New UK law could bypass landlord approval to have pets

Lucy Harley-McKeown
·2-min read
young woman working on laptop at home,cute small dog besides. work from home, stay safe during coronavirus covid-2019 concpt
There is growing cross-party support for the bill, a second reading of which is scheduled for 29 January 2021. Photo: Getty

A new law is being considered that would allow renters to get a cat or a dog without their landlords’ approval.

The proposed law, known as the Dogs and Domestic Animals (Accommodation and Protection) bill, has been put forward by Conservative MP Andrew Rosindell.

The former shadow minister for Animal Welfare is highlighting the frequently unjust way in which renters are forced to give up their beloved pets in order to move into new accommodation.

The legislation, backed by animal rights and animal welfare organisations, including the RSPCA and Battersea Dogs & Cats Home, will prevent landlords from banning “responsible owners” from bringing pets into rented accommodation.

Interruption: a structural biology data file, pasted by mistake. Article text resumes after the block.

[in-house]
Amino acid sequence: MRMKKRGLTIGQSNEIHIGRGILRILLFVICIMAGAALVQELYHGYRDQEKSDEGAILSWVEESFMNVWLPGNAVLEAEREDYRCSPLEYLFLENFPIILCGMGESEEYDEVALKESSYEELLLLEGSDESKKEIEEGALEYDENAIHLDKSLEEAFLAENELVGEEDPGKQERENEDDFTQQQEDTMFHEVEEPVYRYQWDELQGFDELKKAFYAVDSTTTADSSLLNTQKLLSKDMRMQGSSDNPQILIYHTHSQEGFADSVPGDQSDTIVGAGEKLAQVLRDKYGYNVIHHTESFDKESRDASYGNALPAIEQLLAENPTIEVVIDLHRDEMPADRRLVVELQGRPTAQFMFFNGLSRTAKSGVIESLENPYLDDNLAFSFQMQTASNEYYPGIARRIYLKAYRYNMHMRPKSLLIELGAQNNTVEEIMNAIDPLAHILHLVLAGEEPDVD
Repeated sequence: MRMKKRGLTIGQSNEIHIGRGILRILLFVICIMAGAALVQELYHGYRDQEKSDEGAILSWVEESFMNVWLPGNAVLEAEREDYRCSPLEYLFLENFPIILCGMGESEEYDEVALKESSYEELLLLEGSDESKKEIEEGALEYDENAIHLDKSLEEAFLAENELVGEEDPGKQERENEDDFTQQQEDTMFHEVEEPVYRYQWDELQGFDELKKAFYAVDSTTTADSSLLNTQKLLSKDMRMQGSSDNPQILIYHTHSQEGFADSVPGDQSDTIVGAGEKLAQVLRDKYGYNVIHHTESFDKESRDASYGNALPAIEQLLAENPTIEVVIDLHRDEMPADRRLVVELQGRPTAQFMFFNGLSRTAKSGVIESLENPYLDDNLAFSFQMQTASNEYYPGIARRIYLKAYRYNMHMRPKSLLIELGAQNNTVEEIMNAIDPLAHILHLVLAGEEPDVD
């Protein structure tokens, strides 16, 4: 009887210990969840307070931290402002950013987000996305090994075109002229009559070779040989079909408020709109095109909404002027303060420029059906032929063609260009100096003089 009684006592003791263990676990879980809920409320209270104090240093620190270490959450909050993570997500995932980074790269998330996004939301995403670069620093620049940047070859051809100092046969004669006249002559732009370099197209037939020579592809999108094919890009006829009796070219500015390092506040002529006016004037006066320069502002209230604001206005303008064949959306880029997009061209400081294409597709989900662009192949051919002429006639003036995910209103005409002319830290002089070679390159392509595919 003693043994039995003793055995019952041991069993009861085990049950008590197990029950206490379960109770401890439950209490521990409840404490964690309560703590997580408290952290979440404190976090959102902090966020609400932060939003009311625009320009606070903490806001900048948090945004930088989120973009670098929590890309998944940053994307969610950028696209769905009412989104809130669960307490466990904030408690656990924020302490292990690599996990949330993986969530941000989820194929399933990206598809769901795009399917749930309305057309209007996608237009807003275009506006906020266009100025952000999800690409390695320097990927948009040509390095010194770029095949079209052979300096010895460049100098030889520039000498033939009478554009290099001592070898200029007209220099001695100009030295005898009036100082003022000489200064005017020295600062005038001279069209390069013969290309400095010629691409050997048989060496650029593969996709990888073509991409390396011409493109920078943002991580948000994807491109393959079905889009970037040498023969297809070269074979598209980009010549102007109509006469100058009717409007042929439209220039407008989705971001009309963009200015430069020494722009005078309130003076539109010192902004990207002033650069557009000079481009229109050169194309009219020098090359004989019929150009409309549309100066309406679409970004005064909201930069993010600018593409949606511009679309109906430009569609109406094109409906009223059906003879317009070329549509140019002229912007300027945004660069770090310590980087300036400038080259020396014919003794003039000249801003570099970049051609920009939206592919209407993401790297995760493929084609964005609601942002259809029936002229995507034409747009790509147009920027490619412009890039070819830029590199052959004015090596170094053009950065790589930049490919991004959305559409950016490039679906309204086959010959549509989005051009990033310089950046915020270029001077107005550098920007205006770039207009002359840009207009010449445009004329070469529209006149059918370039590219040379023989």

Recognising the concerns that landlords have, the legislation will require renters to demonstrate they are “responsible owners” with a suggested checklist including a vet’s confirmation that their pet is vaccinated, spayed/neutered, free of parasites and responsive to basic training commands in the case of dogs.

In cases where the renter can prove they are a “responsible owner,” and the accommodation is suitable for their pet, the right to take a pet into rented accommodation would be assumed.

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The COVID-19 pandemic has spurred many into thinking about their living arrangements. People have jumped on the opportunity to get pets, as well as moving to places with gardens or closer to outdoor areas in order to rein in the benefits of working from home.

Even before the pandemic, pets were a key consideration for renters looking to move. Research carried out by Zoopla last year showed that willingness to allow pets was among the top desirable qualities, alongside space for a car and a dishwasher.

Pets were at such a premium that some landlords charged “pet rent” of up to £50-a-month to have them in the house. The levy came in as estate agents looked for way to recoup fees after the Tenant Fees Act in 2019.

The legislation is being called “Jasmine’s Law,” named after a dog which was separated from its owner, Jordan Adams, because of restrictions like these.

It will also highlight the tragic case of John Chadwick, a homeless man who ended his life after the only housing option his local council provided him with was one which meant separating from his beloved pets.

There is growing cross-party support for the bill, a second reading of which is scheduled for 29 January 2021.

Watch: What is shared ownership?